the view that the natural environment has a controlling influence over various aspects of human life including cultural development

Ethnic religion

A religion with a relatively concentrated spatial distribution whose principles are likely to be based on the physical characteristics of the particular location in which its adherents are concentrated.

Ethnocentrism

belief in the superiority of one's own ethnic group

Extinct language

A language that was once used by people in daily activities but is no longer used.

Folk culture

Culture traditionally practiced by a small, homogeneous, rural group living in relative isolation from other groups.anyone in the world

Folk Culture region

Culture traditionally practiced by a small, homogeneous, rural group living in relative isolation from other groups.

Folk life

the composite culture, both material and non-material, that shapes the lives of folk societies

Geographic region

formed by a culture region representing an entire culture system that intertwines with its locational and environmental circumstances

Hagerstrand, Torste

A famous geographer that wrote about cultural diffusion about the same time as Carl sauer

Hierarchial diffusion

The spread of an idea from persons or nodes of authority or power to other persons or places

Hinduism

a body of religious and philosophical beliefs and cultural practices native to India and characterized by a belief in reincarnation and a supreme being of many forms and natures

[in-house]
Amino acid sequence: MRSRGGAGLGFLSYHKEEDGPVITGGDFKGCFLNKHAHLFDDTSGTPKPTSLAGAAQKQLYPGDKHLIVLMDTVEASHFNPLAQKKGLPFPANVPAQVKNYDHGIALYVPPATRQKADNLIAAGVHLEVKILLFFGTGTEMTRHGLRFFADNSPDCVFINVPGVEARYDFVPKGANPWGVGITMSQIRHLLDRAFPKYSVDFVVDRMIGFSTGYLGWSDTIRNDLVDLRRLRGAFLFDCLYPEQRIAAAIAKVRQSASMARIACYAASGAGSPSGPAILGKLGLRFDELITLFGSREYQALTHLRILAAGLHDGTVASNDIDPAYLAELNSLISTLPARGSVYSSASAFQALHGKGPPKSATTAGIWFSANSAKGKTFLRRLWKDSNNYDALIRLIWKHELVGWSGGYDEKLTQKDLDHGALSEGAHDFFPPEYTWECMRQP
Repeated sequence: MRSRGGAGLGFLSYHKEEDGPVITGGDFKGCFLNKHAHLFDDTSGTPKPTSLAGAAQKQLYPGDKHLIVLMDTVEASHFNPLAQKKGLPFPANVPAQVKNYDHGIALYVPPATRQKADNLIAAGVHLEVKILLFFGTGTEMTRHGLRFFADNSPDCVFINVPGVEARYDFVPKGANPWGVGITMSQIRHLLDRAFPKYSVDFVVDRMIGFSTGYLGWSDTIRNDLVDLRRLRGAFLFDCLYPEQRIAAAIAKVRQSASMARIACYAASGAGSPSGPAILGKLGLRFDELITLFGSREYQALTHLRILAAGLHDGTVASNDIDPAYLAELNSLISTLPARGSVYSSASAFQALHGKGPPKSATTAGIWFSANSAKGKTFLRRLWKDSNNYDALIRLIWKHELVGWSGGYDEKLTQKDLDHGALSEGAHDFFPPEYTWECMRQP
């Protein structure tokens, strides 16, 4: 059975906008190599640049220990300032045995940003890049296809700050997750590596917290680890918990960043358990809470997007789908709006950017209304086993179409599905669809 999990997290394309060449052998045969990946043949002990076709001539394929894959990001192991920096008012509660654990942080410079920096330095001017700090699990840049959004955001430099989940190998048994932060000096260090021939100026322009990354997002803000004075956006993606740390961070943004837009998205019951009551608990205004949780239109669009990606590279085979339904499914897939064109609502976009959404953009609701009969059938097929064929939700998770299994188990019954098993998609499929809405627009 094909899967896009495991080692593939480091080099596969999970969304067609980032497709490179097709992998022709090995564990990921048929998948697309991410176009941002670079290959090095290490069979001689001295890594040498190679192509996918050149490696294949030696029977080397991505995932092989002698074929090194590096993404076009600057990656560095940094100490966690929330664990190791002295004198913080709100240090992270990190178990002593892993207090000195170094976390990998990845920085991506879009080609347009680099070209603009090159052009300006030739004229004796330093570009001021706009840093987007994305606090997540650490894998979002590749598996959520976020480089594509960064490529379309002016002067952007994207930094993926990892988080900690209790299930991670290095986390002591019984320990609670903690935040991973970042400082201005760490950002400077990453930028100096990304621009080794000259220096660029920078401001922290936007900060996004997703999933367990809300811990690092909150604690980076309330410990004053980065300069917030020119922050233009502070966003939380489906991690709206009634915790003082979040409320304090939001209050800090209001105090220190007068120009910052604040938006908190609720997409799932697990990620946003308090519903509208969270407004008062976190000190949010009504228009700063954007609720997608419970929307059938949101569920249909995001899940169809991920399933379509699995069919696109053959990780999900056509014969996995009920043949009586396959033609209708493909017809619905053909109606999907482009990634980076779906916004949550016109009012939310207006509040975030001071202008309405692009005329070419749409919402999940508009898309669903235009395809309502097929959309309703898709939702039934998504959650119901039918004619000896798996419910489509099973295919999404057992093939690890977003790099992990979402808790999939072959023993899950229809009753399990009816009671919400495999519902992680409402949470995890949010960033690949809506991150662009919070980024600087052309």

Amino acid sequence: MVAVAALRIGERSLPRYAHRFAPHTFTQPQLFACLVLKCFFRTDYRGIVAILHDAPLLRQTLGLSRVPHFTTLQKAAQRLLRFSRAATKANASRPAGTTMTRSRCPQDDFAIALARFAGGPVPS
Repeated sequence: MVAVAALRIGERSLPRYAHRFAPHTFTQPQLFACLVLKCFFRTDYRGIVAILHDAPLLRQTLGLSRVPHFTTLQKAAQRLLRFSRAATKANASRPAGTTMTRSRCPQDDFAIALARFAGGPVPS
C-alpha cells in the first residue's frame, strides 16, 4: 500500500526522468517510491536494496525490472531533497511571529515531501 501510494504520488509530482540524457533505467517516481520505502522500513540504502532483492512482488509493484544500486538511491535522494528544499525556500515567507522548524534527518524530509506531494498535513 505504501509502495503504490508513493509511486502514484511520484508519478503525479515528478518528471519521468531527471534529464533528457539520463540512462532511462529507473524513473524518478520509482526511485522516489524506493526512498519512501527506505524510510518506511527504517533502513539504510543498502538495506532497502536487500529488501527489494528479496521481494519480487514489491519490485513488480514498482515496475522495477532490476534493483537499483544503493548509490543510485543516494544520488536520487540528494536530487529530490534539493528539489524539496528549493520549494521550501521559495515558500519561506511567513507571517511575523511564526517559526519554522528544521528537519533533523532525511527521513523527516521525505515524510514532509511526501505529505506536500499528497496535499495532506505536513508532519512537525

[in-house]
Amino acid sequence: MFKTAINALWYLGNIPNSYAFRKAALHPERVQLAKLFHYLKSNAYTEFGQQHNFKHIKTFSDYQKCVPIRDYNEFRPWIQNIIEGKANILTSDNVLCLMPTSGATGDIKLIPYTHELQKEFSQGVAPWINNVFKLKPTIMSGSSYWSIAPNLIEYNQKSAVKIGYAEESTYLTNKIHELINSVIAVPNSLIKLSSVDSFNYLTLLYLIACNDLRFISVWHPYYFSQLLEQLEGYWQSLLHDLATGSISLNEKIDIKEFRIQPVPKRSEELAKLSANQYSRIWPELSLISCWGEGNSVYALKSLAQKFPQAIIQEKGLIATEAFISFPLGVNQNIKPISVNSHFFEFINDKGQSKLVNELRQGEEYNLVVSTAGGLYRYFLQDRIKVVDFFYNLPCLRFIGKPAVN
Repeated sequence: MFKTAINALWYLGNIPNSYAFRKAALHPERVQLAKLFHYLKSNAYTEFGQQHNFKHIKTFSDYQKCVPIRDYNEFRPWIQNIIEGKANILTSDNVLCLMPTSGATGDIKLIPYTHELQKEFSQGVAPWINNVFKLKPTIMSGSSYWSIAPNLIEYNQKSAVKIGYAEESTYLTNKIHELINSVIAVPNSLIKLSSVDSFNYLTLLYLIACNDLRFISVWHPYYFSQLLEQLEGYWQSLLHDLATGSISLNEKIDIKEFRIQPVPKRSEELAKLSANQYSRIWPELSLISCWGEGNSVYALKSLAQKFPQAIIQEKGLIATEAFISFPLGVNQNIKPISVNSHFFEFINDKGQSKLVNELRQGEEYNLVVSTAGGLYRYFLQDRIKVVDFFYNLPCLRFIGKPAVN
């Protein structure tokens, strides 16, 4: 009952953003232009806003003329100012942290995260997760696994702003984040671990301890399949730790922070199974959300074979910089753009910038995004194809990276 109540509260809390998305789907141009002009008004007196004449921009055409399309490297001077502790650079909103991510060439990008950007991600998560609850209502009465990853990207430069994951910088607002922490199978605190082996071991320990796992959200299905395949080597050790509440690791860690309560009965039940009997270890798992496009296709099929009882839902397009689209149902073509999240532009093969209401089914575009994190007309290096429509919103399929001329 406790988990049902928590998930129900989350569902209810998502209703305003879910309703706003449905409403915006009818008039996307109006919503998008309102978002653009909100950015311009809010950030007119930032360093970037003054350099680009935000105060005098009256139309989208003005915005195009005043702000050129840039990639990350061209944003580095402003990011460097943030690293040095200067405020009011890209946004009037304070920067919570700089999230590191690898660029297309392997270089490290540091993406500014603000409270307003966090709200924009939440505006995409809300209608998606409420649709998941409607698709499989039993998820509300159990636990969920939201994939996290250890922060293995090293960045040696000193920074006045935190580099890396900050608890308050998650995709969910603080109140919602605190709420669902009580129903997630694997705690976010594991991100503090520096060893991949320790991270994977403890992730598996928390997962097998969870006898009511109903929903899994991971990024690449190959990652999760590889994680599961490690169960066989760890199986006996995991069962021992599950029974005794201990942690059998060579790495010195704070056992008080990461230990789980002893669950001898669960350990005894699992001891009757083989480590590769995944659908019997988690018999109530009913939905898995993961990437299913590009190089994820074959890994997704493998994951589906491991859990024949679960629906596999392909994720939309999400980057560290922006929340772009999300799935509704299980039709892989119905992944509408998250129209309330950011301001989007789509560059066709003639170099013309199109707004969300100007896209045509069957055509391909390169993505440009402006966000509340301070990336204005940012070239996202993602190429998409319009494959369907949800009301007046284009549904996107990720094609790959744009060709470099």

Humanism

the doctrine emphasizing a person's capacity for self-realization through reason

Independent inventions

Process by which humans inovate creativly finding solutions to problems, the term for a trait with many cultural hearths that developed independent of each other

Indo-European language family

Family of languages with the greatest number of speakers, spoken in most of Europe and areas of European settlement and in much of southwestern and southern Asia.

Islam

the religion of Muslims collectively which governs their civilization and way of life

Isoglasses

A boundary that separates regions in which different language usages predominate

Judaism

the monotheistic religion of the Jews having its spiritual and ethical principles embodied chiefly in the Torah and in the Talmud

Language

the mental faculty or power of vocal communication

Language families

Group of languages with a shared but fairly distant origin

Language sub-family

group of languages with more commonality than a language family (indicates they have branched off more recently in history)

Lingua franca

a common language used by speakers of different languages

Linguistic fragmentation

Many languages spoken by a small group of people.

Linguistic geography

the study of the geographical distribution of linguistic features

Mahayana

one of two great schools of Buddhist doctrine emphasizing a common search for universal salvation especially through faith alone

Marxism

the economic and political theories of Karl Marx and Friedrich Engels that hold that human actions and institutions are economically determined and that class struggle is needed to create historical change and that capitalism will untimately be superseded

Material culture

The physical manifestations of human activities; includes tools ,campsites, art, and structures. The most durable aspects of culture

Migrant diffusion

spread of an idea through people, in which the phenomena weakens or dies out at its previous source

Monotheistic religion

a religion with one god

Multilingualism